My friend Roman Mars' podcast, 99% Invisible, just posted its latest episode, Of Mice and Men, about the history of the computer mouse. It's a terrific walk through the mouse's success and the lack of interest in single-hand or chording keysets. I provided some feedback to an early script, mostly around the edges of some historical facts, and the final story is absolutely dead on. (You can listen below in the browser.)
This reminded me of a short encounter when I worked at the Kodak Center for Creative Imaging in Camden, Maine. The short-lived teaching facility had 100 Mac IIfx models and millions of dollars of the most advanced storage, scanning, and camera gear available. We also had regular invitational events with artists and others.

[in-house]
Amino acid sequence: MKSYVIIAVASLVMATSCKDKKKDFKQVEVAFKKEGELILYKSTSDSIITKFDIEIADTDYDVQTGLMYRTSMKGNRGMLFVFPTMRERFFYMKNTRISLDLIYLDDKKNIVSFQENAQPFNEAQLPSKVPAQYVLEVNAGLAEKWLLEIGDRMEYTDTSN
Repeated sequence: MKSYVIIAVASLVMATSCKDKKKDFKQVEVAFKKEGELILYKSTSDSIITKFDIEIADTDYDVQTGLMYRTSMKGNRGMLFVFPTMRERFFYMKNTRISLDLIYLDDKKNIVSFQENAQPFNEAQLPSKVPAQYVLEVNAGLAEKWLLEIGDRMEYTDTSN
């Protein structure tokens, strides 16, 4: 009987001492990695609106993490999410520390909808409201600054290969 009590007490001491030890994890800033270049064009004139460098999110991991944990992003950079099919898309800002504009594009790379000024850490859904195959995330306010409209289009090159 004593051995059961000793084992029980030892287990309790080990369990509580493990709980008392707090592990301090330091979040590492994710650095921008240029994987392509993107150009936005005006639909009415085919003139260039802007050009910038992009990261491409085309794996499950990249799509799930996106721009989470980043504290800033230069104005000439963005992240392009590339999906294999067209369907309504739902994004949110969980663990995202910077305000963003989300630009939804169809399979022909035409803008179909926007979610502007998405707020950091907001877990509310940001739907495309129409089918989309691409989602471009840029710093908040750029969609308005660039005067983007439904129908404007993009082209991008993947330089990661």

At one such event in 1992, John Sculley, then Apple's CEO, attended. (He had a house in Camden at the time, too.) Kodak was using the event partly to show off Atex Renaissance, its desktop-publishing software that was going to compete against QuarkXPress and Aldus PageMaker.
The various Kodak product managers were helping the invited guests in our large computer lab use the software to create things. One was helping Sculley.
Kodak person: "Just type Command-K and it will format the text."
Sculley: "How do I do that with a mouse?"
K: "You can't. The keyboard is better."
Sculley: Pause. "No. It isn't."
He's a nice guy and that wasn't a chilling moment, but even the Kodak manager realized she'd stepped in it, telling the CEO of the company that had popularized the mouse to the extent that the mouse was closely associated with its brand that the keyboard is better.
The moment passed, and so did the software, which never caught on.